2015 Year in Review: TIP’s Top Accomplishments

Screen Shot 2015-12-16 at 2.30.47 PMAs we move into 2016, we take a look back on The Immunization Partnership’s amazing year. Thanks to the support of people like you, we were able to advocate, educate, and pass immunization-related legislation like never before. Here are some of our favorite accomplishments from the last 12 months. 

Remember: We want to do more work like this in 2015, but we need your help! Donate here!  

We Got The Message Out
Digital or analog, TIP reached Texans wherever they were in 2015.  Our online presence was up 139 percent from 2014 and 883 percent from 2013; plus, almost 4,500 people were reached through in-person, science-based presentations regarding vaccination. We had press releases, op-eds and interviews appear in outlets with national profiles, like the Houston Chronicle and the Washington Post.  Our message—vaccines are vital to public health—was heard like never before.

We Passed Important Legislation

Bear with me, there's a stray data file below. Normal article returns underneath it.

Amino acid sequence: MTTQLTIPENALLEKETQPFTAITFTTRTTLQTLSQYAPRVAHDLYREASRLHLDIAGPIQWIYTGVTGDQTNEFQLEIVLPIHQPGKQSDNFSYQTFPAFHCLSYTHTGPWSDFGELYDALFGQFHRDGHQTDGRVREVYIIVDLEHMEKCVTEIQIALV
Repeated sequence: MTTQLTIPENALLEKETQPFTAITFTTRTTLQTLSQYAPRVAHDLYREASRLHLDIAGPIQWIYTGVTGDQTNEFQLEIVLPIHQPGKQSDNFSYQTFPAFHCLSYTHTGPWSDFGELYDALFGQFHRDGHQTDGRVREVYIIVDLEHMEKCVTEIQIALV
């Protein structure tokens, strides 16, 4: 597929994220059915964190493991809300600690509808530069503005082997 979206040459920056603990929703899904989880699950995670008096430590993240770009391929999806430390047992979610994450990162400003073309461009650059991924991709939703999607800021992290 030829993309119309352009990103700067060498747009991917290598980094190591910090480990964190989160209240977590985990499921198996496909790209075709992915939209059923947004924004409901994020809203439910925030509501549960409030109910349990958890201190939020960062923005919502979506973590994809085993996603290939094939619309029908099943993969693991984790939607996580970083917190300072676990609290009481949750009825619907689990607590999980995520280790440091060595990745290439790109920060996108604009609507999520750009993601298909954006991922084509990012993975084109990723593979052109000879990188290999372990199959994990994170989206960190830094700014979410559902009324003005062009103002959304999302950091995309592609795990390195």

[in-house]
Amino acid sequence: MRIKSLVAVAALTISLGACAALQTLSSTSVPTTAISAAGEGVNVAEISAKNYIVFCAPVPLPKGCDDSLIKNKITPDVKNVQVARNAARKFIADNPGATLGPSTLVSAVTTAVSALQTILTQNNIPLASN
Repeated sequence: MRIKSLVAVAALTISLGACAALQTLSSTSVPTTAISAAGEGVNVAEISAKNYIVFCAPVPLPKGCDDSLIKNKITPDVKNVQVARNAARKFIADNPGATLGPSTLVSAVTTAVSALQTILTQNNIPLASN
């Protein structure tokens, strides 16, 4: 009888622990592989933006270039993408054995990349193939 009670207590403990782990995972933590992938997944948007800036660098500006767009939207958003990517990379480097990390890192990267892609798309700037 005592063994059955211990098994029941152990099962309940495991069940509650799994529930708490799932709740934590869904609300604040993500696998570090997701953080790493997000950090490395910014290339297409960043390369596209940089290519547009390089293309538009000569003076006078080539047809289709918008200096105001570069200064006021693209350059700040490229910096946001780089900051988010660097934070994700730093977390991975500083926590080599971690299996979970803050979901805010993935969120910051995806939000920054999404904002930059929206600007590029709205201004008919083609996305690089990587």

Our biennial TIP Day at the Capitol was a massive success. Forty-two vaccine advocates from across Texas came to Austin and received advocacy training. Then they hit the halls, sharing their knowledge and concerns with Texas lawmakers. Thanks to their hard work, TIP successfully passed two pieces of immunization-related legislation in the 84th legislature.

We Helped Prevent HPV
Here at TIP, we know what a breakthrough the vaccine for Human Papillomavirus is. The virus can cause cancer in both men and women; we’ll do everything we can to prevent it. HPV vaccination rates in Texas are alarmingly low, so we hosted two Lunch and Learns to educate medical professionals on advocating for the vaccine. We’re thrilled to empower medical professionals to help those in their community.

We Helped Lay the Groundwork to Combat Neglected Tropical Diseases
When we weren’t busy helping Texans receive essential vaccinations, we were pushing into the next frontier of the vaccination movement. In July, we hosted a webinar on Neglected Tropical Diseases—deadly diseases that disproportionately affect low-income areas at home and abroad, many of which are not yet vaccine-preventable. Dr. Peter Hotez explained the work that’s being done, the work that still needs to be done, and what we as immunization advocates can do to help.